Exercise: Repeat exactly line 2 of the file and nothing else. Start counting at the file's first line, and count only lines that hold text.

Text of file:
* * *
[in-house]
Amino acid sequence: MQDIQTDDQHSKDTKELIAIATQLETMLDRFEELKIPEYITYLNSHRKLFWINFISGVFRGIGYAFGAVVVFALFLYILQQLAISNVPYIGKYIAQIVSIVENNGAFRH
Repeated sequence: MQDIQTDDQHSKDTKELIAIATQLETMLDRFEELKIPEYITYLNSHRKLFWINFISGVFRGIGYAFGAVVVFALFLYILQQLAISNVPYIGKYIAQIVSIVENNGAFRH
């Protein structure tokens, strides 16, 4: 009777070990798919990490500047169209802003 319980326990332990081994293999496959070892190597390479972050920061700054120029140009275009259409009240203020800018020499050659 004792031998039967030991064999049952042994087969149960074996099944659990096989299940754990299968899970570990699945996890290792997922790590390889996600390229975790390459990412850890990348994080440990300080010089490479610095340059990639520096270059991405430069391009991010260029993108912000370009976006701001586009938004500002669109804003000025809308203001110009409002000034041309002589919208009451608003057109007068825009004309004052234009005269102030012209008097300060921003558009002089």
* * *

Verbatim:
Amino acid sequence: MQDIQTDDQHSKDTKELIAIATQLETMLDRFEELKIPEYITYLNSHRKLFWINFISGVFRGIGYAFGAVVVFALFLYILQQLAISNVPYIGKYIAQIVSIVENNGAFRH